As we move south, the butter watch continues and there are signs of it softening, but it’s far from melted. Here in Georgia where we’ve washed up, temps fluctuate from low 80s to mid-fifties now that we’re transitioning into spring. It’s hard to believe we’ve been here a month. Somebody stole the month of February. But as most of the country is experiencing record lows and unprecedented inches of snow, we are not going to complain…. Too much. At one point I thought to myself that if we didn’t already live on a boat I may have started building one since it torrentially rained for over two weeks.
A huge perk of this little Georgia county we’re in is that both Paul and I qualified for the vaccine. When we first went on line to the Glynn Co. Health Dept. website and it told us to sign up to place our names on a waiting list to then get on yet another waiting list for the vaccine, I have to say, it didn’t sound that promising. But a month later, we are now the relieved recipients of both doses of the Pfizer vaccine as of one week ago.
Before leaving, as the weather in VA got colder and colder and as we worked diligently while on the hard ( “on the hard” being the expression to indicate the boat is on land not in the water, but as far as I’m concerned it’s more accurately referring to the work needed to be done at this time) in VA, we grew increasingly anxious to get south. Even if where we eventually go involves a huge element of unknown, thanks to Covid, we hope for the best and for things to continue to improve. But we had a slow move down since there was just one turbulent stormfront after the other. We had to tuck away and hide from nasty weather all along the approximate 600-nautical-mile-way. One particularly long stay was spent in the little village on Bald Head Island in North Carolina.
Daniel planned on spending his mid-semester break with us, and we told him he’d need to block off at least 3 weeks since we were sailing from VA to GA and potentially had 2 stops in North and South Carolina, plus we had to wait for the ideal weather window. So he did. A near perfect weather window is particularly important when you take into consideration the conditions going around Cape Hatteras, which can be treacherous. Also dealing with sailing across and/or along the Gulf Stream, the waves and wind need to be just so in order to have a comfortable trip.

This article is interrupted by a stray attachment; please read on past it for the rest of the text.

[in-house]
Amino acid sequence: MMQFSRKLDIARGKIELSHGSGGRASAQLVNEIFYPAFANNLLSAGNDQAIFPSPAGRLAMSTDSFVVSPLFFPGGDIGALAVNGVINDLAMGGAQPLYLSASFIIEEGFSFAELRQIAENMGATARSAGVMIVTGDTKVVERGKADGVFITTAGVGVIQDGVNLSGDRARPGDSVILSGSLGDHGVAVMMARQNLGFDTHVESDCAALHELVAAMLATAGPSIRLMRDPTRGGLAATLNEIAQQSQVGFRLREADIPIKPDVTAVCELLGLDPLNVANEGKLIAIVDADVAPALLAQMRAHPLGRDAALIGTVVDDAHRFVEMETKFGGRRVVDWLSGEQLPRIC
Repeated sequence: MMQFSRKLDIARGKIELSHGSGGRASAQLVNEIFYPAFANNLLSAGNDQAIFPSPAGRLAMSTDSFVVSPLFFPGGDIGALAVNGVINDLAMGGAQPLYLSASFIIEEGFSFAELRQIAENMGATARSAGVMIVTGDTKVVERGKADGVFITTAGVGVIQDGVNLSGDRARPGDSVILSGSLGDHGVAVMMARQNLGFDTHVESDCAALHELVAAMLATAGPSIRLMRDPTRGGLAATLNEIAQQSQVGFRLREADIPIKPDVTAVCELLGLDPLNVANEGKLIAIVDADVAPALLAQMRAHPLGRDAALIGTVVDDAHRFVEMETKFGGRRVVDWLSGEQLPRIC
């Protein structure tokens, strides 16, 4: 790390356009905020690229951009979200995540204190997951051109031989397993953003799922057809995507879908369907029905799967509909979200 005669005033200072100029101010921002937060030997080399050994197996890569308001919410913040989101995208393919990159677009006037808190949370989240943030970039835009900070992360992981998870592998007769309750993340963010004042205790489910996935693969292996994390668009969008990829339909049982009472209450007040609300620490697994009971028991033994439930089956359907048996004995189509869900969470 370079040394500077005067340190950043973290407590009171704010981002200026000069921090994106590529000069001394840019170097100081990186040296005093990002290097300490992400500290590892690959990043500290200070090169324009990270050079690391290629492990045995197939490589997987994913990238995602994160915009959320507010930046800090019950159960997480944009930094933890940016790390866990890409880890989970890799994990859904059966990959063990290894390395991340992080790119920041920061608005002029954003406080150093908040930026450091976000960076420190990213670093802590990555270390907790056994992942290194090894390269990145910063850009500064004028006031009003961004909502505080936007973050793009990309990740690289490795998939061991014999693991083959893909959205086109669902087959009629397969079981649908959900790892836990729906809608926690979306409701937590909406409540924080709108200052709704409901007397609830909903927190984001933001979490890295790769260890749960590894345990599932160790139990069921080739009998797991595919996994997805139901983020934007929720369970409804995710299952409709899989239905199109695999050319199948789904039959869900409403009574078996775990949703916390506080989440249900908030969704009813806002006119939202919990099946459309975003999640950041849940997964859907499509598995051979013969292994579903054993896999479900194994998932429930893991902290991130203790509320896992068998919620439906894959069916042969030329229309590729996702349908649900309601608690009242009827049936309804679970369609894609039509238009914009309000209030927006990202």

Daniel was excited to do his first overnight passage and this trip had a potential of four of them, and it delivered. Blake and Brendan have both had their overnight experiences and that’s when I’ve taken advantage of the extra crew and take the time off. So, I was off night-watch duty. I’d pop my head up just to make sure no one needed a break, but for the most part, I was in charge of cooking and feeding the captain and crew. Since I’m not a fan of cooking underway, I did most of the cooking before we left while we were still in our air b-n-b. in VA. Paul helped and fried up 27 chicken cutlets. The first couple days, we had spirited sailing but eventually lost the wind and had to sail/motor-sail. It was so rough at a few points that Daniel said, “Now I understand why after you guys come back from passages, you don’t just want to go day sailing. This is intense!” But as with most sailing adventures there’s intense challenge and intense joy. We also had so many pods of dolphin visiting us along the way which made it extra special. Luckily the skies cleared and the waters calmed when they did, so going up to the bow to commune with the dolphins was a first for Daniel. There was one particular pod that was very verbal. It was the first time we all heard dolphin squeals through the hull.
We didn’t get our canvas work done in VA so we’re here in GA to get that done and then we can install our additional solar panels. Now that we’ve become solar junkies, four are simply not enough. It’s an initial investment of both time and money, but saves in the long term on running the generator which is wasteful and time consuming. It’s a pleasure to not need to do that as much with our clean and potent solar power. And since Paul has already done all the hard work of installing the wiring, these additions are just a matter of mounting. So now it’s just a ‘plug and play’ situation once the canvas mounts are sewn on.
So we’re back in the land of butter cake, roseate spoonbills, shrimp and deeply orange sunsets. We’re tied up at the end of the dock along the channel and have a great, uninhabited view of sunsets and the pelicans diving for breakfast, lunch and dinner. They startle us when they splash down particularly close to the boat in a forceful dive. It’ll take us another month or so to finish the projects we’ve got going now, and then we’re off for a stop in Florida to stage for a crossing over to the Bahamas.